The Liberal-National coalition is on track to hold as many as 78 seats in the new parliament, giving it a working majority, as counting continues.
Prime Minister Scott Morrison looks likely to win at least 77 seats, possibly 78, allowing him to appoint a Speaker and govern in majority in the lower house.
The count in the NSW seat of Macquarie took a turn on Monday afternoon, with the Liberals' Sarah Richards edging ahead of Labor MP Susan Templeman.
There were just 50 votes separating the pair on Monday evening, according to the Australian Electoral Commission website, with more than 86 per cent of all ballots counted.
The Liberals also appeared on track to win the Labor-held seats of Chisholm in Victoria, and Bass in Tasmania.
In Bass, the Liberals' Bridget Archer sits on 50.3 per cent of the two-party vote, ahead of incumbent Labor MP Ross Hart.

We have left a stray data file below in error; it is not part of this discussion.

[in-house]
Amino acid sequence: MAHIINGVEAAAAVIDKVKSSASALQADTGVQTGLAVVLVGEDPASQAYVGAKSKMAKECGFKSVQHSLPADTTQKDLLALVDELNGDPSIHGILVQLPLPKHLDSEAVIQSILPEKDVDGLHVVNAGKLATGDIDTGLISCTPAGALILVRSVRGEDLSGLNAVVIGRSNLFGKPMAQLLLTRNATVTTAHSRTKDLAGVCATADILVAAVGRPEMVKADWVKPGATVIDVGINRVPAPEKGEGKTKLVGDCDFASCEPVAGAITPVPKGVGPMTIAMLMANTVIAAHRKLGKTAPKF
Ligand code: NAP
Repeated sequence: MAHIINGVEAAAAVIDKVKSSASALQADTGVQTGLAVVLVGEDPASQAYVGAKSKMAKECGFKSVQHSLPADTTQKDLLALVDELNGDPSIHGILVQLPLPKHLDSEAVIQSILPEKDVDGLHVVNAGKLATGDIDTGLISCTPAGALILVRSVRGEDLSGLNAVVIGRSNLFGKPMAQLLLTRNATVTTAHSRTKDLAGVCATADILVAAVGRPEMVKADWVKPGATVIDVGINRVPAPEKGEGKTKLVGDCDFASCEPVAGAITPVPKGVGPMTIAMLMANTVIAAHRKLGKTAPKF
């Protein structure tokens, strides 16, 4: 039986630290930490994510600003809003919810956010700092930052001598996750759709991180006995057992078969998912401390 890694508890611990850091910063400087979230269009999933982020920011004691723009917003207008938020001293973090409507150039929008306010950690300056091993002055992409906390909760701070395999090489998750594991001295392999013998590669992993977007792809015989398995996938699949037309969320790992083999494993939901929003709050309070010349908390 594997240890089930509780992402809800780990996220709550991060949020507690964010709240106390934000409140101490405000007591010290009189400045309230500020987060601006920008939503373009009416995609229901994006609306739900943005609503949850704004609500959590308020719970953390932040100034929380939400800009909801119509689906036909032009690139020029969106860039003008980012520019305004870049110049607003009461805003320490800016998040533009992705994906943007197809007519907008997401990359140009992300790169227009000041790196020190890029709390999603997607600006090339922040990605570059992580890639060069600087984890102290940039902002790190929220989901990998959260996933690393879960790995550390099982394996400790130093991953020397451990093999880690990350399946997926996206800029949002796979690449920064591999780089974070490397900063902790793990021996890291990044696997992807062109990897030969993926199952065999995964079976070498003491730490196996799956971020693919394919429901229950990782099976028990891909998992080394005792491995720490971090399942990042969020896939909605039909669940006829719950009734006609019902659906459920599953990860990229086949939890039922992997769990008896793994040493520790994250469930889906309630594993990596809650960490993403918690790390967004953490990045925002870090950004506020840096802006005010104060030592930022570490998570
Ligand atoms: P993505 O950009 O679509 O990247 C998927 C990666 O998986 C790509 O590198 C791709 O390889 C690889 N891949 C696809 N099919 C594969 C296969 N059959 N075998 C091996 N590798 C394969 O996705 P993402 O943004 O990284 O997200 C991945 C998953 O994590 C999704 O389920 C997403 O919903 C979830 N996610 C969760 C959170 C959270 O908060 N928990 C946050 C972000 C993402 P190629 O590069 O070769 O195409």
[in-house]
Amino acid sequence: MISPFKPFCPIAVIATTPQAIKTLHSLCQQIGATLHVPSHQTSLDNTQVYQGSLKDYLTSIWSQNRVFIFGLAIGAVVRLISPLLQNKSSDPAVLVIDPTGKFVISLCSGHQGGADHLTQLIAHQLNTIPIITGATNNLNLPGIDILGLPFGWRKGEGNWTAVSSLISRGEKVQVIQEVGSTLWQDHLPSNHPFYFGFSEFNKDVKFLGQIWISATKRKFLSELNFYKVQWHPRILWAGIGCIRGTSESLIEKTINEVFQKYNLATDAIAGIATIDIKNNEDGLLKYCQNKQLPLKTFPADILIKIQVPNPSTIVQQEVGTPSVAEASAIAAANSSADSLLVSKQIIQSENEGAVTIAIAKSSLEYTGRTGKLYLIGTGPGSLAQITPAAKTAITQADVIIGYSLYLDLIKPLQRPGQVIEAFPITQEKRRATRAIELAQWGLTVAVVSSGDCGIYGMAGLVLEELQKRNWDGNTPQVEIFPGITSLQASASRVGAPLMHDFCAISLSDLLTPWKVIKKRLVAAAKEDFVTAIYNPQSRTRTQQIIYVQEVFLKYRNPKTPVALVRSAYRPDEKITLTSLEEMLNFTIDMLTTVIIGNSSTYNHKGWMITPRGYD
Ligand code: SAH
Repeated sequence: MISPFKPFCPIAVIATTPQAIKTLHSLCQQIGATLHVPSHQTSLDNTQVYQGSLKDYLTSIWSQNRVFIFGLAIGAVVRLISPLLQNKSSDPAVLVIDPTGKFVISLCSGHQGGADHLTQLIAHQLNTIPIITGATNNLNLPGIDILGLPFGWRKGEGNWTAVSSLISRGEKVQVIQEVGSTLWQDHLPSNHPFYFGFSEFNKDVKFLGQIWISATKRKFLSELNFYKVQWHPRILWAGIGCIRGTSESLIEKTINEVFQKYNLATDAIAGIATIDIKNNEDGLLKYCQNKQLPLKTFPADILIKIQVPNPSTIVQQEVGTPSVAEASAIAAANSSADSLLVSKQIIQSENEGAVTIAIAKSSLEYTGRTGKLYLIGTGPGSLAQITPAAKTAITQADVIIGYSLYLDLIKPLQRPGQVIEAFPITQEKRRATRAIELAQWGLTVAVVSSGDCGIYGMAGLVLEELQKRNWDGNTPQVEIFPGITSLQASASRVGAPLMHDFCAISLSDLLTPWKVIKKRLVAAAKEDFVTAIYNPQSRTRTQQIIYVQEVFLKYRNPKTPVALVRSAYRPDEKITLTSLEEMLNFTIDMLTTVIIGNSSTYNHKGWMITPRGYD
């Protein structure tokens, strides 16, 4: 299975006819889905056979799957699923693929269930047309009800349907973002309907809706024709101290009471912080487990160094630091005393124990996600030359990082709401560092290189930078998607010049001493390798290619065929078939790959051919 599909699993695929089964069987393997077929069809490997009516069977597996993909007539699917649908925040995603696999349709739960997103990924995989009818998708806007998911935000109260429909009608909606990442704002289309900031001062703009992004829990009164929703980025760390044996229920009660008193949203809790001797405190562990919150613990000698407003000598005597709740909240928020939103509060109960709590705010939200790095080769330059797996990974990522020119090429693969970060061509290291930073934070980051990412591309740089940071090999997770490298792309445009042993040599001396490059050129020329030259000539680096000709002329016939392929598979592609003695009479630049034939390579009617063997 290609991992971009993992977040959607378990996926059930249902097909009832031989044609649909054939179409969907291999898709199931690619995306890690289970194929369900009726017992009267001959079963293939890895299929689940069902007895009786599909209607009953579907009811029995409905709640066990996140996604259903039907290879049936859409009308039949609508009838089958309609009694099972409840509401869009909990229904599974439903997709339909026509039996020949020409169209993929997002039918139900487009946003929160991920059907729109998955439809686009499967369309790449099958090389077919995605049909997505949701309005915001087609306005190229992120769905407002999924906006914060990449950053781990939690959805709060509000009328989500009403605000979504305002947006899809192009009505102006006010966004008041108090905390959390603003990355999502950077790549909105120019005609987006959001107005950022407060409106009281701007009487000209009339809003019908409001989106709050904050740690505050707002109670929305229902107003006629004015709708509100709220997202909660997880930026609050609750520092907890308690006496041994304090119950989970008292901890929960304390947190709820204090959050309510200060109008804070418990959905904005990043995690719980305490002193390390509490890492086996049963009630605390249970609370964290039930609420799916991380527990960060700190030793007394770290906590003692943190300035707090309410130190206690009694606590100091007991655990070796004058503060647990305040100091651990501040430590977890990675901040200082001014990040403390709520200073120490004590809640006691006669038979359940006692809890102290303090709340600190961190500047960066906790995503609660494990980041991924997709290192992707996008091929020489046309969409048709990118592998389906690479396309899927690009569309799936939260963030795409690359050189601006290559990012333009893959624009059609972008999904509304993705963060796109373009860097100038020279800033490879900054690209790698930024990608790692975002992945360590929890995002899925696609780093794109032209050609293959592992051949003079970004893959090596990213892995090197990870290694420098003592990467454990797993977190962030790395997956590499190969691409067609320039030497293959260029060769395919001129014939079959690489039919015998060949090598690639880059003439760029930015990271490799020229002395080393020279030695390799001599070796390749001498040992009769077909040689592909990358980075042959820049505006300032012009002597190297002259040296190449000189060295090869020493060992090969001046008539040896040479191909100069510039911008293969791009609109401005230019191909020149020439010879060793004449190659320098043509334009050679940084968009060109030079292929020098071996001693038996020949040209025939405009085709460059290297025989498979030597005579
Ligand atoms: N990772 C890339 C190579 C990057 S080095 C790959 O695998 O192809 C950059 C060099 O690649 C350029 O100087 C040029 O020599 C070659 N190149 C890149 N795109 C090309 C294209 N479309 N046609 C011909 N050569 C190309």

Liberal candidate for Chisholm Gladys Liu holds 50.4 per cent of the vote, ahead of Labor's Jennifer Yang.
If the current count trends continue, this will give the Liberals 78 seats in the 151-seat House of Representatives, with Labor on 67 and six crossbenchers.
Independent MP Kerryn Phelps conceded defeat in the NSW seat of Wentworth on Monday, losing to the Liberals' Dave Sharma after only six months in parliament.
"I operated in Canberra with conviction, with integrity and a belief that individuals can impact on the political conversation," Dr Phelps told reporters on Monday.
The Australian Electoral Commission said counting of postal votes would be underway in all 151 seats on Tuesday, having initially prioritised postal votes in Boothby, Chisholm, Cowan, Macquarie and Wentworth.
The AEC said it had to wait 13 days after election day, by law, until the cut-off for any postal votes.
However, officials said some final results may begin to be formally declared by the end of this week.
In the previous parliament the numbers were: Liberals 58, Nationals 16, Labor 69, Greens 1, Centre Alliance 1, Katter's Australian Party 1, independents 4.